Mickelson Shares 36-Hole Nissan Lead

By Associated PressFebruary 16, 2007, 5:00 pm
2007 Nissan OpenLOS ANGELES -- Phil Mickelson and Padraig Harrington spent Friday afternoon on opposite sides of Riviera as they played vastly different styles. All they had in common when the second round ended was a share of the lead at the Nissan Open.
 
Mickelson got hot with his irons on the back nine with back-to-back birdies inside 5 feet and a mammoth 3-wood from 287 yards that set up an eagle on the 17th hole, sending him to a 6-under 65 and a chance to win for the second straight week.
 
Padriag Harrington in action during the second round of the PGA TOUR
Padraig Harrington shares the lead heading into the weekend at Riviera. (Wire Images)
Harrington only made two pars on his first 10 holes, a round filled with brilliance and bogeys, until he finally settled down in the twilight hours off Sunset Boulevard to polish off a 68.
 
They were at 11-under 131, three shots clear of Charles Howell III.
 
Mickelson hasn't played Riviera since 2001, and he only added this tournament to his schedule at the last minute to test the newfound confidence in his driver. Two rounds has sent it soaring.
 
He reached all three par 5s in two, none more impressive than the 17th. Coming off his only bogey of the tournament, when he pulled his tee shot into a back bunker on the par-3 16th, Mickelson hit a bullet of a tee shot down the left side of the fairway some 310 yards. He followed that with a hard 3-wood that drew slightly and found the middle of the green, rolling to 15 feet.
 
'I just flushed it,' Mickelson said. 'It was a nice way to finish.'
 
It was another command performance, similar to last week at Pebble Beach when he won by five shots. He only missed four fairways, but none of them were off the fairway by much, and he never had a problem going after the flag.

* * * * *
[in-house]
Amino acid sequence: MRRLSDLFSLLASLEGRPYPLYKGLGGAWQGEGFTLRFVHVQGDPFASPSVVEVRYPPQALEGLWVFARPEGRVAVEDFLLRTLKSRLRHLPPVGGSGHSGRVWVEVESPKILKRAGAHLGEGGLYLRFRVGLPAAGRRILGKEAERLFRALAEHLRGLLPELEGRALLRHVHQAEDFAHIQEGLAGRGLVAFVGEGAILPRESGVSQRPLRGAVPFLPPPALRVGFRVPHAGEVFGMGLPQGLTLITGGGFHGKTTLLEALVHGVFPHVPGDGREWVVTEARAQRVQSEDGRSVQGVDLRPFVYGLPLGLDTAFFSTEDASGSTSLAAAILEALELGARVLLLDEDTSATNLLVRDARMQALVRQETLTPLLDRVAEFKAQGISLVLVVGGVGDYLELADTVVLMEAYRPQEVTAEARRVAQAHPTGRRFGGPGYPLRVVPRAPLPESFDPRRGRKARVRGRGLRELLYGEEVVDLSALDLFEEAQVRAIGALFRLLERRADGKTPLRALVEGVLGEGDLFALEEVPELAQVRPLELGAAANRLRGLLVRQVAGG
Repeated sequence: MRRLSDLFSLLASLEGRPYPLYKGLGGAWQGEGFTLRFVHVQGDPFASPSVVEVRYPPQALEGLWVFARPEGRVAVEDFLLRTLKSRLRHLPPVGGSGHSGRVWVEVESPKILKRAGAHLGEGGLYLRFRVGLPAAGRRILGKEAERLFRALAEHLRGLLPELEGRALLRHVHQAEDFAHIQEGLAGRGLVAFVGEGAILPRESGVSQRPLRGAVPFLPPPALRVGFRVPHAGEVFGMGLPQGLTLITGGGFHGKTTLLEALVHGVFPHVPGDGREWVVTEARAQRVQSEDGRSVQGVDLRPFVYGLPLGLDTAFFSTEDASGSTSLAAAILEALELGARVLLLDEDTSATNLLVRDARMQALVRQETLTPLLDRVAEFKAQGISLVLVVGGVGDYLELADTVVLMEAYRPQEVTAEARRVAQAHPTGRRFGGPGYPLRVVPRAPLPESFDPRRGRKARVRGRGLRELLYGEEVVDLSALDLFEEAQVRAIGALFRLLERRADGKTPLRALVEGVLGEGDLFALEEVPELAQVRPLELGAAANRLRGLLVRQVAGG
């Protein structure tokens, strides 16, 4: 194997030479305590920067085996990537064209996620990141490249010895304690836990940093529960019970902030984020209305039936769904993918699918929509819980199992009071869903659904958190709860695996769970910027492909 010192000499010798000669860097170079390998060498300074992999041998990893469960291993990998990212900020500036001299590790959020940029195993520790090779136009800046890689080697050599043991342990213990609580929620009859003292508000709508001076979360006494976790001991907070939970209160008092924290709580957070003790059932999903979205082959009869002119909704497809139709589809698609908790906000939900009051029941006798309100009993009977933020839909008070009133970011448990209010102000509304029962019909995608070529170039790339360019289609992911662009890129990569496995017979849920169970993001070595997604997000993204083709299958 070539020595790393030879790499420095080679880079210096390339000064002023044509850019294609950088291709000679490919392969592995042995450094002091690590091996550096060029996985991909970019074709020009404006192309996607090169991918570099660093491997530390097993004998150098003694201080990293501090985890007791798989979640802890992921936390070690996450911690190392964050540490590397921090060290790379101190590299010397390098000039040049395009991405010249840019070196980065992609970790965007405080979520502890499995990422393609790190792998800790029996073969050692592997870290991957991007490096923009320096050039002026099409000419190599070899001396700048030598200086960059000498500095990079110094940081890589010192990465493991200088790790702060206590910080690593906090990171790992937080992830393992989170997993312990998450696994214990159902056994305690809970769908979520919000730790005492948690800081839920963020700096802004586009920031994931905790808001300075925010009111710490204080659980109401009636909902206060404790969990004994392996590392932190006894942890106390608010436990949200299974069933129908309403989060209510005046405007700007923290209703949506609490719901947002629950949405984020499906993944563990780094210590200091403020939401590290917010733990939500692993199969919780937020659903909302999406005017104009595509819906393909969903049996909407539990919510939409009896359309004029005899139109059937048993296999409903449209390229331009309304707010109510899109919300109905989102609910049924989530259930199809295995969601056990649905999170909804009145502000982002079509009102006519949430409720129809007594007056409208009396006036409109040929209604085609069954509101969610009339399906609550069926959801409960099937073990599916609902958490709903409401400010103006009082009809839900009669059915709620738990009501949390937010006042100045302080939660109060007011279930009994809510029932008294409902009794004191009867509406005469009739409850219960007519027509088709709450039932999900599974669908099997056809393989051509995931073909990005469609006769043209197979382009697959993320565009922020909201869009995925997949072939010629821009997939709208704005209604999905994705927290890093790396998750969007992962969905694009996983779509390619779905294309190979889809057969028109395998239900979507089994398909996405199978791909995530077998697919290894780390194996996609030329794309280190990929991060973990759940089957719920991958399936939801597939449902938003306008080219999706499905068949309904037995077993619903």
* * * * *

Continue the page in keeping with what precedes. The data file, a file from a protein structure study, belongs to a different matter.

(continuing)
He finished his round with an approach that sailed right of the green, but a flop shot landed softly and trickled 4 feet below the hole, allowing him to save par and go into another weekend in the final group. The next quiz comes on the weekend, for Mickelson has made the cut only five times in nine tries at the Nissan Open, and he has never finished in the top 10.
 
'It's a good start for two rounds,' Mickelson said. 'But one of the best players in the world, Padraig Harrington, is tied for the lead. The greens are going to be firm. It's going to be hard to get the ball close to the hole. It's going to be a challenge.'
 
Harrington found himself scrambling from the start, three-putting for bogey on No. 10 when he missed a 4-foot putt. But every mistake was followed by birdies on par 3s and good wedge play.
 
Howell was in the first group off and matched Mickelson for the best score of the day, playing bogey-free for a 65 to finish at 134. Howell made four straight birdies around the turn, two of them par 5s.